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Modern Family to Address Marriage Equality in First Episode This Fall

Friday, August 16th, 2013

Cam Mitchell Modern FamilyThe TV show Modern Family plans to deal with the US Supreme Court rulings on marriage equality this fall. reports:

Without revealing any plot spoilers, the first episode of Modern Family’s upcoming fifth season will take on the recent legalization of same-sex marriage in California. At tonight’s onstage “table read” of the episode for an audience of Emmy voters at Fox Studios, executive producer Steven Levitan pleaded with tweeters not to spoil any surprises while at the same time acknowledging that a plot tweet was likely to escape.

Can’t wait – the episode will air on September 25th.

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USA: Prop 8 / DOMA Last Minute Speculation & Analysis

Wednesday, June 26th, 2013

Defense of Marriage ActWe are literally down to the wire on the release of the US Supreme Court decisions on marriage equality. So we thought we’d wrap up the last few stories of speculative and analysis on the cases for the court rules.

We’ll start with Toby Plakas at the Sun-Sentinel, who thinks the GOP needs the Supreme Court to help them out on the issue:

Republicans are in dire need of a Supreme Court bailout on marriage. They need the Court to resolve this conflict for them, because doing it any other way will be the harder road to travel. After years of relying on marriage as a hot-button issue to drive voters to the polls, Republicans are now either running from the issue altogether, or coming out in support of same-sex marriage. As I’ve said before, “When your horse is dead, dismount. And never let anyone see you check for a heartbeat.”

Over at Joe.My.God, Joe points us to a video by the American Family Association’s Brian Fischer where he makes the strangely circular argument that it would be unconstitutional to rule DOMA unconstitutional.

NON Hate AvatarAnd in the wake of HRC launching the very popular red equality avatar, NOM is launching one of their own blue one. Joe.My.God reports:

The tweet: “Please make this your avatar as we prepare to #SpeaktheTruth about #marriage when the #SupremeCourt rules!”

NOM also checks in with this lie. Joe.My.God reports:

A broad ruling in favor of redefining marriage would be represent the most urgent threat to the religious freedom of pro-marriage Catholics and other Christians we have ever witnessed in this country. Countries that have redefined marriage (think Canada) are actively and aggressively fining and imprisoning Christian pastors and Catholic priests and bishops who continue to speak the truth about marriage and human sexuality from the pulpit.” – NOM communications director Thomas Peters, writing for Catholic Vote.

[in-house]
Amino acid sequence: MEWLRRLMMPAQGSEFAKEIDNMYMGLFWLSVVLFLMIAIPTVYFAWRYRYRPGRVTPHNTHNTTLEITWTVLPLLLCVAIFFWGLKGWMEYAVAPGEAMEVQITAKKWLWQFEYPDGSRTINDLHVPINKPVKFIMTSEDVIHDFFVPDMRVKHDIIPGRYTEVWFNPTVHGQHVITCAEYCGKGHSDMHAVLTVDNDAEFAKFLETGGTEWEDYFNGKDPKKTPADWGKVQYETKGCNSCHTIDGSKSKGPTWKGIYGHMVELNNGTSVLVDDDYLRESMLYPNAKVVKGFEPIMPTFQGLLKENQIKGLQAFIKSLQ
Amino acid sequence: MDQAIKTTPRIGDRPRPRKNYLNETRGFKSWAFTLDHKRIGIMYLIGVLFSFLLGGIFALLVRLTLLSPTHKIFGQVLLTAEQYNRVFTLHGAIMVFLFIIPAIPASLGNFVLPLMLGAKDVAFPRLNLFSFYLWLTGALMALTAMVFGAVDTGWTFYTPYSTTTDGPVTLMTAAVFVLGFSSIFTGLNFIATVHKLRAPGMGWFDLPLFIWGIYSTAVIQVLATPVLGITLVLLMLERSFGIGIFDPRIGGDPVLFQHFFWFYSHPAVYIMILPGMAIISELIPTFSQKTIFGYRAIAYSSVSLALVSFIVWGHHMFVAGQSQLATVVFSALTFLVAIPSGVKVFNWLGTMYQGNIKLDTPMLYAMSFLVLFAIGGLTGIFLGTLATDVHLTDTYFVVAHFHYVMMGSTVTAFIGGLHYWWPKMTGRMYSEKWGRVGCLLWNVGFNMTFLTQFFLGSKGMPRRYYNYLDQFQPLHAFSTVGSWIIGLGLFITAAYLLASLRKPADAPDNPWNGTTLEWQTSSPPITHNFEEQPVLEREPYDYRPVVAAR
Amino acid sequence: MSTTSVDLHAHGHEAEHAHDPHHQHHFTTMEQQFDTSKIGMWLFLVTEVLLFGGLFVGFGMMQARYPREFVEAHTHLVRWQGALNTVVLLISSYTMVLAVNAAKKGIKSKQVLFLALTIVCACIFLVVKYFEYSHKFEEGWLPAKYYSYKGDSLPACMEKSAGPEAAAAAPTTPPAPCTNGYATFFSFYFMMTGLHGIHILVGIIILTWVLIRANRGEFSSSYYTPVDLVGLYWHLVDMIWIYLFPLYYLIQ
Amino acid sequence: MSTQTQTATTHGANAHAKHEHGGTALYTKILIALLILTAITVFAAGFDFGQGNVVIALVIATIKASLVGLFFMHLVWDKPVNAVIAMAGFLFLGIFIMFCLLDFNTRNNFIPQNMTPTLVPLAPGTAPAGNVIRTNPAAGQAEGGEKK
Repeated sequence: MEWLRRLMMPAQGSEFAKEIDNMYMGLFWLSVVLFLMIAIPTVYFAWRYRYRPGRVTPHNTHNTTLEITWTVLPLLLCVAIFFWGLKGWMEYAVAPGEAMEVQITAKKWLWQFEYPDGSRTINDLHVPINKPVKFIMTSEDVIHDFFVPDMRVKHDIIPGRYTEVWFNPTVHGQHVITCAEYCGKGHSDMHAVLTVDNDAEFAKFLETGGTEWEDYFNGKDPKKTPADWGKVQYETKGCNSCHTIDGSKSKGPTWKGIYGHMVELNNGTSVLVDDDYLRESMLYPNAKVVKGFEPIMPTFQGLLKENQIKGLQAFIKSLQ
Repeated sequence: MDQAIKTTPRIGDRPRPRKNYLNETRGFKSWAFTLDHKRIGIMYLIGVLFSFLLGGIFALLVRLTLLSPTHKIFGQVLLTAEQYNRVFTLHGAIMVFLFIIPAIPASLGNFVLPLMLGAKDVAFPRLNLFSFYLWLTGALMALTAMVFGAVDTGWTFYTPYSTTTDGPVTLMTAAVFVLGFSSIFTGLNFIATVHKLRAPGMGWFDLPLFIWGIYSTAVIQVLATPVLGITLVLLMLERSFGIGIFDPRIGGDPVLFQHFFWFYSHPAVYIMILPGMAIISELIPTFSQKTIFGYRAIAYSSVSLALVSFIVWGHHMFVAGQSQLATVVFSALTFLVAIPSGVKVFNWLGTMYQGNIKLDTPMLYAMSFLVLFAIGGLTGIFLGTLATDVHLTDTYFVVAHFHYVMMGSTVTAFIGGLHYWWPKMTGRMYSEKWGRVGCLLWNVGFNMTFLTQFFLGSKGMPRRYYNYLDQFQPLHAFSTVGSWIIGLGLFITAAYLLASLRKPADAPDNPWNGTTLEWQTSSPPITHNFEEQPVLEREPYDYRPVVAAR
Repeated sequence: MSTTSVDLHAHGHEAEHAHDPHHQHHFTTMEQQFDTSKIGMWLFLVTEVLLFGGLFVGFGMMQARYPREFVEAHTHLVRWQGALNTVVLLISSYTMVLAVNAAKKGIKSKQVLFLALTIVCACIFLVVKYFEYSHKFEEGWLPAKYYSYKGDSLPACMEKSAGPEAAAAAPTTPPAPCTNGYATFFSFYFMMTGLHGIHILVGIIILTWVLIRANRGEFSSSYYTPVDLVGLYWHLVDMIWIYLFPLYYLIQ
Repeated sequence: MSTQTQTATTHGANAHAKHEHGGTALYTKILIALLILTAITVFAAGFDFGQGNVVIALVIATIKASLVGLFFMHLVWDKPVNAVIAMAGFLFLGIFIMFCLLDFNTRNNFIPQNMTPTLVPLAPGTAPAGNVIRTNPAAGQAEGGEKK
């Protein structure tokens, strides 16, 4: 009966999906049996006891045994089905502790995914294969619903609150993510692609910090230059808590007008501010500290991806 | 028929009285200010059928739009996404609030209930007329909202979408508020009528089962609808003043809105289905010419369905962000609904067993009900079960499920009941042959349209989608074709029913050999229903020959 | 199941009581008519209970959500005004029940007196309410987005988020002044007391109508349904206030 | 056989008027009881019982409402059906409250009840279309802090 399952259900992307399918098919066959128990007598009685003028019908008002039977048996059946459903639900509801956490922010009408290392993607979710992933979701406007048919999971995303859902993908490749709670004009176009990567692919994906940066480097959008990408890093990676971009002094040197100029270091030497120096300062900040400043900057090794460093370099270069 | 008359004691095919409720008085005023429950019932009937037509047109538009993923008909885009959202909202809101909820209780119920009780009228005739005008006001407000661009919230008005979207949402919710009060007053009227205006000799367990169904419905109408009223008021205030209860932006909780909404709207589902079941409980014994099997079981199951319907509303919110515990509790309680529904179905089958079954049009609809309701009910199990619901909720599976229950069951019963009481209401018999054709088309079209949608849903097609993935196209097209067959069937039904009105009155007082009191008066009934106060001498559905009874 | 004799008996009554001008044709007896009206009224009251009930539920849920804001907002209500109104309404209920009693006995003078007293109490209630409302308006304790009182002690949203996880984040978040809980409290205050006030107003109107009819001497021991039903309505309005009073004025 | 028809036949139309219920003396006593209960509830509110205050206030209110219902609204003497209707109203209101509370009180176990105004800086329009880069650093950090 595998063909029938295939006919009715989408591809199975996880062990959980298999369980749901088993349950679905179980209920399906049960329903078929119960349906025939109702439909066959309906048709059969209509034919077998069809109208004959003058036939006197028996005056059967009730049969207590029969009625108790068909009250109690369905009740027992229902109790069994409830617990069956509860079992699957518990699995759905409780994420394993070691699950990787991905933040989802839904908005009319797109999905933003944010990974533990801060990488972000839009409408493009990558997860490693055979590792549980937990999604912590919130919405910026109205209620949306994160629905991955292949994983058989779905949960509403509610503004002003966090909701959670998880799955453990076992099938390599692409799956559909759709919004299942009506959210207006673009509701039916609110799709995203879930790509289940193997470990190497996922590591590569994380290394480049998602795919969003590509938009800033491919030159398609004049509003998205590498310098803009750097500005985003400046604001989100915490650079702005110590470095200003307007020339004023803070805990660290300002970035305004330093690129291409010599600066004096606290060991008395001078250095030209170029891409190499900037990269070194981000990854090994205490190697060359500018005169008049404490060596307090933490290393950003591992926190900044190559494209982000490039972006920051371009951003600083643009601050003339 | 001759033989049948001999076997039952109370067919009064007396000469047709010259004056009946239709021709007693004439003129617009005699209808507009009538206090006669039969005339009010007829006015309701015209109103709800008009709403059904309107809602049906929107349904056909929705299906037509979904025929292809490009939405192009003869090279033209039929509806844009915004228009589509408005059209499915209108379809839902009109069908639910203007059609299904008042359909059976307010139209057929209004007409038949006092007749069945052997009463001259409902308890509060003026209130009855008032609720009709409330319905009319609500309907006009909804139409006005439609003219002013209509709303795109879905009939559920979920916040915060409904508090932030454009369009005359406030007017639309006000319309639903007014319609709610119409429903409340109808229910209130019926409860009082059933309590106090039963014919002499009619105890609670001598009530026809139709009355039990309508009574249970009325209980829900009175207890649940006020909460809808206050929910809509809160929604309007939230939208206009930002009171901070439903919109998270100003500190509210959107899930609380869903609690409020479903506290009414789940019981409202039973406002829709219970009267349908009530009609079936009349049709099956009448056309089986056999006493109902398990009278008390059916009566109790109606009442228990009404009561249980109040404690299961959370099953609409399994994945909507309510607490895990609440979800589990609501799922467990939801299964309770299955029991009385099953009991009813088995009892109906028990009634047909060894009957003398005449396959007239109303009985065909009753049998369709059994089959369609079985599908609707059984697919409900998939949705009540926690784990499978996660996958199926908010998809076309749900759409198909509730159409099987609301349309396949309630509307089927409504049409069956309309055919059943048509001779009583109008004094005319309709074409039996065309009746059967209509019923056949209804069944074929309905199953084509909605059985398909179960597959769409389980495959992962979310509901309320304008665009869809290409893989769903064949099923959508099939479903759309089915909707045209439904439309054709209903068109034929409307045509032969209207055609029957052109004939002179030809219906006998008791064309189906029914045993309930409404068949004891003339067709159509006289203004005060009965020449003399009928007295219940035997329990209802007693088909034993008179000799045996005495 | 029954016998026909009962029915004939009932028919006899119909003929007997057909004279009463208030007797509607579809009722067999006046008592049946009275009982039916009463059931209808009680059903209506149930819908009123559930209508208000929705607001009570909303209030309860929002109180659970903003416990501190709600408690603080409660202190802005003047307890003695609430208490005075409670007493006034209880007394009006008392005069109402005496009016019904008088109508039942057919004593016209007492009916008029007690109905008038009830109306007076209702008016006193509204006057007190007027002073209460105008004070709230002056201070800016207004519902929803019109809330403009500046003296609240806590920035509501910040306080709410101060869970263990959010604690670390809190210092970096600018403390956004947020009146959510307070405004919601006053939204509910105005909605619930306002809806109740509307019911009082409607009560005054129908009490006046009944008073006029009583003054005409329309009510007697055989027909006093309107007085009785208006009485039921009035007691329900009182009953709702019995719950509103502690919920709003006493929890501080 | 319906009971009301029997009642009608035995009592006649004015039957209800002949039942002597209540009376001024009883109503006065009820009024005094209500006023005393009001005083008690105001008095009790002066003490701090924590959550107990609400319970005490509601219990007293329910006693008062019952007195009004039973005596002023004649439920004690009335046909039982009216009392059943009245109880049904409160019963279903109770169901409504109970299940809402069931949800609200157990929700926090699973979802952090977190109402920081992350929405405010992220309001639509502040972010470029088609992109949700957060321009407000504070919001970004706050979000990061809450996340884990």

NOM also chimes in with another lie. As Joe notes:

The only Canadian pastor ever fined for anti-gay hate speech was Stephen Boissoin, whose 2002 penalty was overturned was in 2009. So not only has no Canadian religious figure ever been “imprisoned” for opposing gay marriage, not one has ever so much as paid a fine.

Over at ABC News, they have a primer on the two cases:

Prop 8: Two same-sex couples — Kristin M. Perry and Sandra B. Stier, and Paul T. Katami and Jeffrey J. Zarrillo — are challenging California’s ballot initiative that defines marriage as between a man and a woman. Although the court could rule more narrowly, this case asks the question of whether there is a fundamental right to gay marriage.

And last but not least, we end on a hopeful note from out gay actor Zachary Quinto. Pink News reports:

“We’ll see what happens… I’m certainly not going to hazard against it to say what happens, but I hope it’s a galvanizing moment, and I’m hopeful that [equal marriage] will be supported and we’ll continue to move forward.”

Just over an hour left to go. Feel like I swallowed a net full of butterflies.

USA: No Supreme Court Ruling Once Again Today on Marriage Equality Cases

Tuesday, June 25th, 2013

US Supreme CourtThe US Supreme Court seems to be saving the best for last. Over 116,000 people came to the SCOTUS Blog at 10 AM Eastern today to see if the Prop 8 and DOMA decisions were released.

Instead three other decisions were handed down, including a property rights dispute from Florida, one regarding an adopted child and the biological father’s rights, and the striking down of Section 4 of the Voting Rights act, a deep disappointment.

Now we wait for the final decision day – the Court just announced that it will be tomorrow, Wednesday, 6/26, at 10 AM.